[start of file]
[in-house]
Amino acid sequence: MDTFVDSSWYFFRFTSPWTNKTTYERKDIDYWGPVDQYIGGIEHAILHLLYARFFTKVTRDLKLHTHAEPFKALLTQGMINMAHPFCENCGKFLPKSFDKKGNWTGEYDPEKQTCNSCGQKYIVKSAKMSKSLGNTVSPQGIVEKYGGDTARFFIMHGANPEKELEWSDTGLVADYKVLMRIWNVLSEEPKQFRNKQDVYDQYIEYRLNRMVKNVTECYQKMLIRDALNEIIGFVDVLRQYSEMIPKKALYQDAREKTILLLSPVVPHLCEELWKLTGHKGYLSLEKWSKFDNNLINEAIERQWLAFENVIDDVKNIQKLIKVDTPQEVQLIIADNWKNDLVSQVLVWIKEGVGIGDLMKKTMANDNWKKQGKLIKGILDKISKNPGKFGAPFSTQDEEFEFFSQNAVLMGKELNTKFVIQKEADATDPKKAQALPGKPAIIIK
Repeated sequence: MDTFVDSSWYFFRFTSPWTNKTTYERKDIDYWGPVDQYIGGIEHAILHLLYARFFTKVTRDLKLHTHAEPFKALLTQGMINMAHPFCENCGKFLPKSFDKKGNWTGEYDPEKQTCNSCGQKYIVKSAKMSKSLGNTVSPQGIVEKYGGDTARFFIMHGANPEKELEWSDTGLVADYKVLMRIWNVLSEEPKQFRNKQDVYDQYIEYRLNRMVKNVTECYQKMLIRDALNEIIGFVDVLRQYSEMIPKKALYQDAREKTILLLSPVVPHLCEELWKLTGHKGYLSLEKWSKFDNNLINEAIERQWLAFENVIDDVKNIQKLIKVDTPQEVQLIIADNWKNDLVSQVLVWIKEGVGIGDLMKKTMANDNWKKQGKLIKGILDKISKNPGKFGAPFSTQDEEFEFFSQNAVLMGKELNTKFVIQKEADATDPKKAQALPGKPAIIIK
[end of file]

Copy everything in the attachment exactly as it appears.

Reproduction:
[in-house]
Amino acid sequence: MDTFVDSSWYFFRFTSPWTNKTTYERKDIDYWGPVDQYIGGIEHAILHLLYARFFTKVTRDLKLHTHAEPFKALLTQGMINMAHPFCENCGKFLPKSFDKKGNWTGEYDPEKQTCNSCGQKYIVKSAKMSKSLGNTVSPQGIVEKYGGDTARFFIMHGANPEKELEWSDTGLVADYKVLMRIWNVLSEEPKQFRNKQDVYDQYIEYRLNRMVKNVTECYQKMLIRDALNEIIGFVDVLRQYSEMIPKKALYQDAREKTILLLSPVVPHLCEELWKLTGHKGYLSLEKWSKFDNNLINEAIERQWLAFENVIDDVKNIQKLIKVDTPQEVQLIIADNWKNDLVSQVLVWIKEGVGIGDLMKKTMANDNWKKQGKLIKGILDKISKNPGKFGAPFSTQDEEFEFFSQNAVLMGKELNTKFVIQKEADATDPKKAQALPGKPAIIIK
Repeated sequence: MDTFVDSSWYFFRFTSPWTNKTTYERKDIDYWGPVDQYIGGIEHAILHLLYARFFTKVTRDLKLHTHAEPFKALLTQGMINMAHPFCENCGKFLPKSFDKKGNWTGEYDPEKQTCNSCGQKYIVKSAKMSKSLGNTVSPQGIVEKYGGDTARFFIMHGANPEKELEWSDTGLVADYKVLMRIWNVLSEEPKQFRNKQDVYDQYIEYRLNRMVKNVTECYQKMLIRDALNEIIGFVDVLRQYSEMIPKKALYQDAREKTILLLSPVVPHLCEELWKLTGHKGYLSLEKWSKFDNNLINEAIERQWLAFENVIDDVKNIQKLIKVDTPQEVQLIIADNWKNDLVSQVLVWIKEGVGIGDLMKKTMANDNWKKQGKLIKGILDKISKNPGKFGAPFSTQDEEFEFFSQNAVLMGKELNTKFVIQKEADATDPKKAQALPGKPAIIIK